The artists at 1:54 in New York span several generations and diverse media, including painting, sculpture, photography and installation. This year’s selection includes works by:
- Edson Chagas, the star of the Angola Pavilion, which was awarded the prestigious Golden Lion for Best National Participation at the 55th Venice Biennale in 2013
- Prix Pictet shortlist photographer Sammy Baloji
- Malian artist Abdoulaye Konaté
- Tunisian artist and researcher Nidhal Chamekh
- Ghanaian artist Ibrahim Mahama
- Lavar Munroe from Bahamas
Other artists who are establishing a global presence are Aboudia and Boris Nzebo from Jack Bell Gallery (London), Maïmouna Guerresi and ruby onyinyechi amanze from Mariane Ibrahim Gallery (Seattle) and Joël Andrianomearisoa from Primo Marella Gallery (Milan).
The growth of African art on the international stage
African-born curator Okwui Enwezor has re-balanced the art world at the 56th Venice Biennale by giving precedence to many artists from the ‘peripheries’ of the world in the Central Exhibition “All The World’s Futures”. Among the 136 participants, 21 are from the African continent, including from countries like Malawi, Togo and Mozambique, among the more internationally known art from Nigeria and South Africa. The Golden Lion for Lifetime Achievement was awarded to El Anatsui from Ghana.
Speaking with the CNN upon his return from the Biennale, Chika Okeke-Agulu, a Nigerian artist, art historian and curator, said:
After this exhibition [56th Venice Biennale], any supposedly international contemporary art exhibition that does not include a reasonable number of African and black artists will look so small, and utterly narrow-minded.
Africa is the new China when it comes to art. When the Tate, the Smithsonian and other similar institutions start putting on exhibitions of contemporary African art, then one knows that something strange and wonderful has occurred and that real change is in the air.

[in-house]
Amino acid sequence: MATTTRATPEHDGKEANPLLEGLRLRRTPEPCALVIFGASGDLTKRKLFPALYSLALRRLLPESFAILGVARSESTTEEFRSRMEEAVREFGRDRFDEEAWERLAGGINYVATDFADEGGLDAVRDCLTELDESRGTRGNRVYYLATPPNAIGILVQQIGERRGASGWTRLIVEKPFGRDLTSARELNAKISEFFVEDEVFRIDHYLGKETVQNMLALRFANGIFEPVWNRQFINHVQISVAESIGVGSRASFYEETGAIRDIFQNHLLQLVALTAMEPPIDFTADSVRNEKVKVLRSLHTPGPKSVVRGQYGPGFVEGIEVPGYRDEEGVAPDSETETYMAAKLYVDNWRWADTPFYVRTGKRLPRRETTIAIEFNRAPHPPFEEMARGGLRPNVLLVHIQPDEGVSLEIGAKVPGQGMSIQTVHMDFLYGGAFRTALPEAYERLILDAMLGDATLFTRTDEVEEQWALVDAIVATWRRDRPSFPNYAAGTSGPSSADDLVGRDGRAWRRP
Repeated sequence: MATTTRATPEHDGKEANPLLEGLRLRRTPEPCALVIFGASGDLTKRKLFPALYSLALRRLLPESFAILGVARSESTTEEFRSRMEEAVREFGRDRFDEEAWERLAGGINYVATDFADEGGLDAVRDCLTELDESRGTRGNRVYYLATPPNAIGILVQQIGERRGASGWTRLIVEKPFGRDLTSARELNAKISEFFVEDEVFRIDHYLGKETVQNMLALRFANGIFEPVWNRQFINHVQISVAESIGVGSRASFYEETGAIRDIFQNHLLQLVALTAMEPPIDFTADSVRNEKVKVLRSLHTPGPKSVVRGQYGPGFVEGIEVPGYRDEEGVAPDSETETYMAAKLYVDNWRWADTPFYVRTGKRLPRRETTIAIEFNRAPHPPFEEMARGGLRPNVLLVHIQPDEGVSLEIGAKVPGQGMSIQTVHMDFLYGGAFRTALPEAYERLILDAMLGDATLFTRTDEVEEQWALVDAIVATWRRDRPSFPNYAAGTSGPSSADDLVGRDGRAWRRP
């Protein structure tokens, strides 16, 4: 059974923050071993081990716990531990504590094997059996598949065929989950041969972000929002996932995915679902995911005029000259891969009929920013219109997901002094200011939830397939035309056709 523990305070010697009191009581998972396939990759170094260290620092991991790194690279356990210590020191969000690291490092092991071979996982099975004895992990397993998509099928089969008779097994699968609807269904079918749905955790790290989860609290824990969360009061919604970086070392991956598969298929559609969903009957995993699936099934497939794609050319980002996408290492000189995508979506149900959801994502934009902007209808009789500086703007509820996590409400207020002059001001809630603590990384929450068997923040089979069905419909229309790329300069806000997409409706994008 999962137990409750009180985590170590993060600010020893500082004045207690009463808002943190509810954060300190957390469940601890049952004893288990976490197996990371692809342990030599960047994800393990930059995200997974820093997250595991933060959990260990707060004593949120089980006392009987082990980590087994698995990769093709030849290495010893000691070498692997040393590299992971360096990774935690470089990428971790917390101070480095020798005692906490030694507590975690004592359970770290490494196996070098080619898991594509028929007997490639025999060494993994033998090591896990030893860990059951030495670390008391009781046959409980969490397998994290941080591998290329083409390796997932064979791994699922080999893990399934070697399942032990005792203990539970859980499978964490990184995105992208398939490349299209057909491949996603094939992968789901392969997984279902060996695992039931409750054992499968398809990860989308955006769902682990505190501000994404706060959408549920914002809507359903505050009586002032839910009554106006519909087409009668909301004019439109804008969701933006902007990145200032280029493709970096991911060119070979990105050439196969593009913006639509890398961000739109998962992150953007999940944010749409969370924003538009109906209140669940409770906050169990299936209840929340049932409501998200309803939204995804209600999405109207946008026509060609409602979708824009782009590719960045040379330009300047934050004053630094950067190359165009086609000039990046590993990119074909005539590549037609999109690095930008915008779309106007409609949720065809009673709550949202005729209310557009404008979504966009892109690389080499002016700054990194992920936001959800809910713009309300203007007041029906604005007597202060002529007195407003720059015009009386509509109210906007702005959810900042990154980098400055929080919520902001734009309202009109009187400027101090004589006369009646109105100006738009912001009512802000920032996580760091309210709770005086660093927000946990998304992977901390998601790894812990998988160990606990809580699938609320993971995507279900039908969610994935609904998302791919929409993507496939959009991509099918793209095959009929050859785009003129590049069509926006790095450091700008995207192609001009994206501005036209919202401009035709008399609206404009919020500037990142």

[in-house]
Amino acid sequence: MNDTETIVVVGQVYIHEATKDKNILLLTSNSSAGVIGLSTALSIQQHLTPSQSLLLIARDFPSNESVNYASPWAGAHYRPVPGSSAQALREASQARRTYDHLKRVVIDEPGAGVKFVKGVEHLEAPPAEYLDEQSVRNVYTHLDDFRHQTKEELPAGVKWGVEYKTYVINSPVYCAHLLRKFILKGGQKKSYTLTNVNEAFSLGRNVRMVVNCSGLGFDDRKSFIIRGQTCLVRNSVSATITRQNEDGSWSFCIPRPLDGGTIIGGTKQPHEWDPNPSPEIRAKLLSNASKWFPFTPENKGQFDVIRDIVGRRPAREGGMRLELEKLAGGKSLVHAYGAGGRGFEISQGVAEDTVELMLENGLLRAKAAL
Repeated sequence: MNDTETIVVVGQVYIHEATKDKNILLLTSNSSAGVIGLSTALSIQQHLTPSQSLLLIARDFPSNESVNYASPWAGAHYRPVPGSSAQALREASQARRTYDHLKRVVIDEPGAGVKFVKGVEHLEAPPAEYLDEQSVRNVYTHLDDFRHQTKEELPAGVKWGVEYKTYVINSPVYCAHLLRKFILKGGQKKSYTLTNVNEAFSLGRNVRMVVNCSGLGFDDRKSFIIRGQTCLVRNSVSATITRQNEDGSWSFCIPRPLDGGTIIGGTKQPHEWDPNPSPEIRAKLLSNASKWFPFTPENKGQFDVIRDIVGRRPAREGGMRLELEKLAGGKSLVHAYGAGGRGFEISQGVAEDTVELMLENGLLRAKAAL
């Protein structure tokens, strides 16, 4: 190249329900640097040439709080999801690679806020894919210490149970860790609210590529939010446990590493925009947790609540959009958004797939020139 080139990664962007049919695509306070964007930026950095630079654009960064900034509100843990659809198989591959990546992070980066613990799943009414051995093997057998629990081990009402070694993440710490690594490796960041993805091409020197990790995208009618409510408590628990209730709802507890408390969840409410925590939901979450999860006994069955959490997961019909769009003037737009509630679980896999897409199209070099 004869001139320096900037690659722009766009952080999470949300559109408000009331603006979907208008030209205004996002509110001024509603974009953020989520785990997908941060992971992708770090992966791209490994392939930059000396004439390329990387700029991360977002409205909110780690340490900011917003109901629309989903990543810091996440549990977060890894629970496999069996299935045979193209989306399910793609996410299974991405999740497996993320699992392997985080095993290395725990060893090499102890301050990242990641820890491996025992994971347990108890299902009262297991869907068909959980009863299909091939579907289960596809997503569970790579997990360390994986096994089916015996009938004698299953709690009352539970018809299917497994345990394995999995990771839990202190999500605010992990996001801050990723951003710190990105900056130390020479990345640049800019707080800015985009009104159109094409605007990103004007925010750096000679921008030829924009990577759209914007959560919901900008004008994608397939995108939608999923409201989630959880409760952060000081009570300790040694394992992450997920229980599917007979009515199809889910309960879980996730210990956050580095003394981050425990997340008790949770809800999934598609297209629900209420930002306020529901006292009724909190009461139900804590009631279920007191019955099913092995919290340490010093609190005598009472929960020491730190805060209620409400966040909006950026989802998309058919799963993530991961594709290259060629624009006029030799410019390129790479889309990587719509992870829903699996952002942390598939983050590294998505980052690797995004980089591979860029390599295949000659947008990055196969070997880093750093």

Since 2007, Bonhams in London hosts Africa Now, the only annual sale of its kind globally, selling modern and contemporary African art. London’s The Auction Room followed suit in 2013, with its inaugural African Contemporary and Modern Art auction, and in 2014, it held the world’s first African Contemporary Photography Auction.
A host of institutional exhibitions of contemporary African art have also taken place in recent years, such as:
- Meschac Gaba’s “Museum of Contemporary African Art” (2013, Tate Modern, London)
- “The Divine Comedy: Heaven, Purgatory, and Hell Revisited by Contemporary African Artists” (2015, Smithsonian National Museum of African Art, Washington)
- “Disguise: Masks and Global African Art” (2015, Seattle Art Museum)
- “Body Talk: Feminism, Sexuality and the Body in the Work of Six African Women Artists”, curated by 1:54 curator Koyo Kouoh (2015, WIELS Contemporary Art Centre, Brussels), among others.
In an interview with Blouin Artinfo, El Glaoui comments on the visibility of African artists, explaining how events such as 1:54 help to bring art from the continent out on the global stage:
I think the biggest limitation that we’ve seen is that Africa is not easy to access for most people. The fact that there’s no access to contemporary African art means there’s no knowledge, no education when it comes to it. It had until now been something very niche, but what we’ve seen in London with the two editions is that this is appealing now to a larger spectrum of the collectors, who think that they have to include contemporary African art in their collection. I think it’s a bit of a vicious circle; if you have no access to it, you can’t have curators thinking of even including them in exhibitions.
C. A. Xuan Mai Ardia